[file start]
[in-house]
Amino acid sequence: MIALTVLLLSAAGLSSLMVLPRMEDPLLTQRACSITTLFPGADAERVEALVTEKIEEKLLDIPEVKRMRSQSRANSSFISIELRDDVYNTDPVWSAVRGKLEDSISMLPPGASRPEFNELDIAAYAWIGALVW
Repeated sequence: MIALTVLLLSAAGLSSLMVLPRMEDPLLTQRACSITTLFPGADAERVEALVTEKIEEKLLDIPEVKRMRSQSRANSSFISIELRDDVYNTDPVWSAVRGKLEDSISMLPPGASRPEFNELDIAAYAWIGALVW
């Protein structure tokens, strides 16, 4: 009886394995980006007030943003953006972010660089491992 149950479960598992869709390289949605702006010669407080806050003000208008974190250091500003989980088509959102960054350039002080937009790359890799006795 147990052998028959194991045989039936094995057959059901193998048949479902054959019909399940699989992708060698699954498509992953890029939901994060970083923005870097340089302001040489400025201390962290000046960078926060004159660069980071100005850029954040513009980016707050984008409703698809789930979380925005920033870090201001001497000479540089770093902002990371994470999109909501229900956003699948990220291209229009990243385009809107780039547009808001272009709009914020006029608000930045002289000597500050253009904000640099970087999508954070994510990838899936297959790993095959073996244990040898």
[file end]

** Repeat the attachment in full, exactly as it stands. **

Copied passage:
[in-house]
Amino acid sequence: MIALTVLLLSAAGLSSLMVLPRMEDPLLTQRACSITTLFPGADAERVEALVTEKIEEKLLDIPEVKRMRSQSRANSSFISIELRDDVYNTDPVWSAVRGKLEDSISMLPPGASRPEFNELDIAAYAWIGALVW
Repeated sequence: MIALTVLLLSAAGLSSLMVLPRMEDPLLTQRACSITTLFPGADAERVEALVTEKIEEKLLDIPEVKRMRSQSRANSSFISIELRDDVYNTDPVWSAVRGKLEDSISMLPPGASRPEFNELDIAAYAWIGALVW
């Protein structure tokens, strides 16, 4: 009886394995980006007030943003953006972010660089491992 149950479960598992869709390289949605702006010669407080806050003000208008974190250091500003989980088509959102960054350039002080937009790359890799006795 147990052998028959194991045989039936094995057959059901193998048949479902054959019909399940699989992708060698699954498509992953890029939901994060970083923005870097340089302001040489400025201390962290000046960078926060004159660069980071100005850029954040513009980016707050984008409703698809789930979380925005920033870090201001001497000479540089770093902002990371994470999109909501229900956003699948990220291209229009990243385009809107780039547009808001272009709009914020006029608000930045002289000597500050253009904000640099970087999508954070994510990838899936297959790993095959073996244990040898």